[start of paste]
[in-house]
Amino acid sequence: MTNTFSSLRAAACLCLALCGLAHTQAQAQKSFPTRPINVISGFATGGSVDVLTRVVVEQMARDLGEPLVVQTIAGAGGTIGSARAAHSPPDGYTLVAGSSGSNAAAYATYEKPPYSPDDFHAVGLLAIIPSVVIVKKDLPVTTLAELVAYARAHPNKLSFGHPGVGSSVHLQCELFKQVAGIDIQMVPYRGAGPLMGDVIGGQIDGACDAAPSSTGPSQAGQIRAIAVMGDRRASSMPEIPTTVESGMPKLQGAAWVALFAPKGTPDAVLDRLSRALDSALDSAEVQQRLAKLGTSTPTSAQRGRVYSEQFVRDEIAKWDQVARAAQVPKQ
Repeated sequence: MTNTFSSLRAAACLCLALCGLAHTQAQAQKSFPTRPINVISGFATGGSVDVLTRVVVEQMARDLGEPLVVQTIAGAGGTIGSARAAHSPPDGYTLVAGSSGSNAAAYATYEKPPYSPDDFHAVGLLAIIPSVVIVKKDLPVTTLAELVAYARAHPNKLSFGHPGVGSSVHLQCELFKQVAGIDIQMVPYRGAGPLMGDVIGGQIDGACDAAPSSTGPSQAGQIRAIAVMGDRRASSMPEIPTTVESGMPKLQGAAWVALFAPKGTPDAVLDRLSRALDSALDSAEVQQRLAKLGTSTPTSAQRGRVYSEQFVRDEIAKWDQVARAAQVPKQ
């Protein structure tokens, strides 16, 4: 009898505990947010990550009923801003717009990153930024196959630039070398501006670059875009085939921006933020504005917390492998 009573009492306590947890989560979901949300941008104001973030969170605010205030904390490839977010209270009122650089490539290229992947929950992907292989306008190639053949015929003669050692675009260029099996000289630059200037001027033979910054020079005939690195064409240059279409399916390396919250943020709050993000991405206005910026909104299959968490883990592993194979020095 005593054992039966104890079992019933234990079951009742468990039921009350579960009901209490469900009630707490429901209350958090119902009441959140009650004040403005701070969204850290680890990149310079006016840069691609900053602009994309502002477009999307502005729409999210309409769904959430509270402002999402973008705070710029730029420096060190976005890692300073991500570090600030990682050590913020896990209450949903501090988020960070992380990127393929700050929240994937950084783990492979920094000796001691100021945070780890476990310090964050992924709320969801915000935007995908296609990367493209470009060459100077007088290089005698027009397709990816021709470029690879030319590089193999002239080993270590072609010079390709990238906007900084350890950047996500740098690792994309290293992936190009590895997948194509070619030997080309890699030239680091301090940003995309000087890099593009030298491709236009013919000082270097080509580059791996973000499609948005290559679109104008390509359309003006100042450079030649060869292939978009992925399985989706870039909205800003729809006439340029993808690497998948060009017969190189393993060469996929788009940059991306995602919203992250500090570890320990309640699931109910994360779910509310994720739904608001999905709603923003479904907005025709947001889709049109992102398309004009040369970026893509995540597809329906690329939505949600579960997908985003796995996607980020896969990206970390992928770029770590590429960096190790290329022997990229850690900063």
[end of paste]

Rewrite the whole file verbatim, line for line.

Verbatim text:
[in-house]
Amino acid sequence: MTNTFSSLRAAACLCLALCGLAHTQAQAQKSFPTRPINVISGFATGGSVDVLTRVVVEQMARDLGEPLVVQTIAGAGGTIGSARAAHSPPDGYTLVAGSSGSNAAAYATYEKPPYSPDDFHAVGLLAIIPSVVIVKKDLPVTTLAELVAYARAHPNKLSFGHPGVGSSVHLQCELFKQVAGIDIQMVPYRGAGPLMGDVIGGQIDGACDAAPSSTGPSQAGQIRAIAVMGDRRASSMPEIPTTVESGMPKLQGAAWVALFAPKGTPDAVLDRLSRALDSALDSAEVQQRLAKLGTSTPTSAQRGRVYSEQFVRDEIAKWDQVARAAQVPKQ
Repeated sequence: MTNTFSSLRAAACLCLALCGLAHTQAQAQKSFPTRPINVISGFATGGSVDVLTRVVVEQMARDLGEPLVVQTIAGAGGTIGSARAAHSPPDGYTLVAGSSGSNAAAYATYEKPPYSPDDFHAVGLLAIIPSVVIVKKDLPVTTLAELVAYARAHPNKLSFGHPGVGSSVHLQCELFKQVAGIDIQMVPYRGAGPLMGDVIGGQIDGACDAAPSSTGPSQAGQIRAIAVMGDRRASSMPEIPTTVESGMPKLQGAAWVALFAPKGTPDAVLDRLSRALDSALDSAEVQQRLAKLGTSTPTSAQRGRVYSEQFVRDEIAKWDQVARAAQVPKQ
């Protein structure tokens, strides 16, 4: 009898505990947010990550009923801003717009990153930024196959630039070398501006670059875009085939921006933020504005917390492998 009573009492306590947890989560979901949300941008104001973030969170605010205030904390490839977010209270009122650089490539290229992947929950992907292989306008190639053949015929003669050692675009260029099996000289630059200037001027033979910054020079005939690195064409240059279409399916390396919250943020709050993000991405206005910026909104299959968490883990592993194979020095 005593054992039966104890079992019933234990079951009742468990039921009350579960009901209490469900009630707490429901209350958090119902009441959140009650004040403005701070969204850290680890990149310079006016840069691609900053602009994309502002477009999307502005729409999210309409769904959430509270402002999402973008705070710029730029420096060190976005890692300073991500570090600030990682050590913020896990209450949903501090988020960070992380990127393929700050929240994937950084783990492979920094000796001691100021945070780890476990310090964050992924709320969801915000935007995908296609990367493209470009060459100077007088290089005698027009397709990816021709470029690879030319590089193999002239080993270590072609010079390709990238906007900084350890950047996500740098690792994309290293992936190009590895997948194509070619030997080309890699030239680091301090940003995309000087890099593009030298491709236009013919000082270097080509580059791996973000499609948005290559679109104008390509359309003006100042450079030649060869292939978009992925399985989706870039909205800003729809006439340029993808690497998948060009017969190189393993060469996929788009940059991306995602919203992250500090570890320990309640699931109910994360779910509310994720739904608001999905709603923003479904907005025709947001889709049109992102398309004009040369970026893509995540597809329906690329939505949600579960997908985003796995996607980020896969990206970390992928770029770590590429960096190790290329022997990229850690900063």